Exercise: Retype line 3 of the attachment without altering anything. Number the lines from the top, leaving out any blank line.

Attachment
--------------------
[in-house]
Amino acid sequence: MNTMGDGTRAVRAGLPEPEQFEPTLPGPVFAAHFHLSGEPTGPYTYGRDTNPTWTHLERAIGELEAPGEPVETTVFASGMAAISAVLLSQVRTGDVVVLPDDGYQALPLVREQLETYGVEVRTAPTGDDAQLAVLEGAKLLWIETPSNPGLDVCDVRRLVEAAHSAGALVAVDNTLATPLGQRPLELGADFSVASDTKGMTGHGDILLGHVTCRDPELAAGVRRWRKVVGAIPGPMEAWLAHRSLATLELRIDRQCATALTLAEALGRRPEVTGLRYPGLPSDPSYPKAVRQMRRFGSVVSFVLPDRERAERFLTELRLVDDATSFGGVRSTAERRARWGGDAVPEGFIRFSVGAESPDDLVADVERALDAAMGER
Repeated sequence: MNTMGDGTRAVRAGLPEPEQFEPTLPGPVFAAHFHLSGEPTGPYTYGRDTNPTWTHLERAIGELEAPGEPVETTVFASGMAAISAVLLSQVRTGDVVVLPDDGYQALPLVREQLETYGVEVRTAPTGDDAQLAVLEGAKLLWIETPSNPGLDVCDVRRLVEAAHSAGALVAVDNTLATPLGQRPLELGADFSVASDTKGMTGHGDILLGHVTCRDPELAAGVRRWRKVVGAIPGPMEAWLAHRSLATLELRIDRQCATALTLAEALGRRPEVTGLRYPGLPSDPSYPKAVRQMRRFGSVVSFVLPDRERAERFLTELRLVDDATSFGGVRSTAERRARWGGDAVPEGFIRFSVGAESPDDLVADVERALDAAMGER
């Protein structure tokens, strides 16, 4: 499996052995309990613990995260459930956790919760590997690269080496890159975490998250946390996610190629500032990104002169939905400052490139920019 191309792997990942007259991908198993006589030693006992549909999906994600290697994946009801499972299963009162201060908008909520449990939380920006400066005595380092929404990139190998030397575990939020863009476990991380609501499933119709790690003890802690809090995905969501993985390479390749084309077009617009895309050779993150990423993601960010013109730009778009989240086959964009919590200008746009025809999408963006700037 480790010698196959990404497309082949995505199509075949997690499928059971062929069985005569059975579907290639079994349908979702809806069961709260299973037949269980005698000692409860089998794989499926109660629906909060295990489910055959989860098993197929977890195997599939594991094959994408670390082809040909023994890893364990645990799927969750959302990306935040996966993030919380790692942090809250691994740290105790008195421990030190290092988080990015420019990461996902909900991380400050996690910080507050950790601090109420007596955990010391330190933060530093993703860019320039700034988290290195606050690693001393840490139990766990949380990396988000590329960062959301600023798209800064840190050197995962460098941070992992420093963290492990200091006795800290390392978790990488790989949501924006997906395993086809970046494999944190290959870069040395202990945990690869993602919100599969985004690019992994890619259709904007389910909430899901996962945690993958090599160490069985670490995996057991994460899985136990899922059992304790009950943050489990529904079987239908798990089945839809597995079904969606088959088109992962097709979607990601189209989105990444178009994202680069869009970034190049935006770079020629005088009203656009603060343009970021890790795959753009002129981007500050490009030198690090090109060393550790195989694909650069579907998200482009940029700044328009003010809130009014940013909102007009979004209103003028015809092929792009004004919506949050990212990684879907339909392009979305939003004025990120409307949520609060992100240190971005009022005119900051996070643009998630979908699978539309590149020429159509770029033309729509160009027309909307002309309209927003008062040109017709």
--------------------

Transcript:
Repeated sequence: MNTMGDGTRAVRAGLPEPEQFEPTLPGPVFAAHFHLSGEPTGPYTYGRDTNPTWTHLERAIGELEAPGEPVETTVFASGMAAISAVLLSQVRTGDVVVLPDDGYQALPLVREQLETYGVEVRTAPTGDDAQLAVLEGAKLLWIETPSNPGLDVCDVRRLVEAAHSAGALVAVDNTLATPLGQRPLELGADFSVASDTKGMTGHGDILLGHVTCRDPELAAGVRRWRKVVGAIPGPMEAWLAHRSLATLELRIDRQCATALTLAEALGRRPEVTGLRYPGLPSDPSYPKAVRQMRRFGSVVSFVLPDRERAERFLTELRLVDDATSFGGVRSTAERRARWGGDAVPEGFIRFSVGAESPDDLVADVERALDAAMGER